What about creativity, innovation and other ‘motivators?
As an innovative company proposing a rather unique system, we of course believe in creativity and innovation. As an engineer, I believe that it’s the creation that is exciting.
Like an artist?
Yes, precisely. Like an artist, designing a unique object, with the final purpose of being used by other people. That is why the design of our products is important to us, and makes them unique. On the other hand, innovation should not be done for innovation’s sake. One must keep in mind what is the purpose, the final application of one’s creation. And technology should remain hidden, to leave the object simple and pure.
Do you have any particular priorities, other than the obvious one of sound quality, when you approach the design of audio components?
As I already mentioned, simplicity and beauty are our two primary concerns. The pleasure of the ear should be associated with the pleasure of the eye. And everybody knows that complex products always finish on a shelf in the attic! Apple, among others, understood the imperative need for simplicity and intuitiveness. I also like openness, in the way that our products can interact and play music coming from every external device.
To what extent – if any – does marketing influence your designs?
Well, it depends on the meaning of marketing! Strategic marketing and market studies are important to us: they are the best way to create the products users are waiting for. On the contrary, we are not very keen on ‘pushy’ marketing and communication.
Which means what in practice?
We like to believe that the quality of our products is our best ad.
To what extent does marketing into your home market differ from marketing to your foreign distributors?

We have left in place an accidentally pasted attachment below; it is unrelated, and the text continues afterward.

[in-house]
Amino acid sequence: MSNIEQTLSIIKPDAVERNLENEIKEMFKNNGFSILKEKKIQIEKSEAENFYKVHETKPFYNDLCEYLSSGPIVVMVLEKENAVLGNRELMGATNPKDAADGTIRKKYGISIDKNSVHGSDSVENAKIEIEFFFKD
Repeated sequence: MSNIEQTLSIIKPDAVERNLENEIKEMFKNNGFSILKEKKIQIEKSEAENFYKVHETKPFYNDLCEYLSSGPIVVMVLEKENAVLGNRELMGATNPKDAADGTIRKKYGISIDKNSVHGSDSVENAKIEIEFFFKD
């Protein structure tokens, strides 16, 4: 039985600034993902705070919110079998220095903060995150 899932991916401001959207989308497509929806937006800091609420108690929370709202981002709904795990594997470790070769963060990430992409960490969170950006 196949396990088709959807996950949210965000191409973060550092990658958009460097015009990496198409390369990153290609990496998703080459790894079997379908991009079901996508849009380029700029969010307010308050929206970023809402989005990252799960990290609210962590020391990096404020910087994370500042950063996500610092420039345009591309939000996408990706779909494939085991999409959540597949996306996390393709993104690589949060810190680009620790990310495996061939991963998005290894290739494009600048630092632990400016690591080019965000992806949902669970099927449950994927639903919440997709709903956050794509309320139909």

There is no difference. Apart from power cords and user interface’s languages, the products are the same for every country!
I’m curious about the gestation process you go through designing a new product. How do you normally operate from, say, a clean sheet of paper?
I like the idea of starting from a clean sheet of paper. This is how the all project started, back in 2006. When nothing like this had previously and the idea was to completely change HiFi architecture, that was a thrill – and the start. Now, it’s of course necessary to rely on our existing products and technology, on our brand. It’s difficult to erase everything and start again from scratch. However, products and features shall evolve and improve, again and again. And finally, the best way to do it is not to start from a blank sheet of paper, but rather to use the paper where users wrote down their wishes.
What are your feelings about the whole digital / analog controversy?
Well, as a user and music lover, I don’t wish to fight with an LP anymore. I do not even talk of my little daughters playing Frisbee with them. So, the only solution remaining is digital music, being either CDs, downloads, streaming. Transmitting digital contents is very easy, and distortion free.
So I like the idea of keeping the music digital as long as possible (D/A converter or digital amplifier in the speakers). That way, quality is maintained, and no expensive analog audio cable is required. Moreover, with new HD audio format, unprecedented level of fidelity are attained. For me, there is no controversy. Analog medium will disappear, as well as digital ones. Everything will become virtual, and….digital.
Thank you Raphaël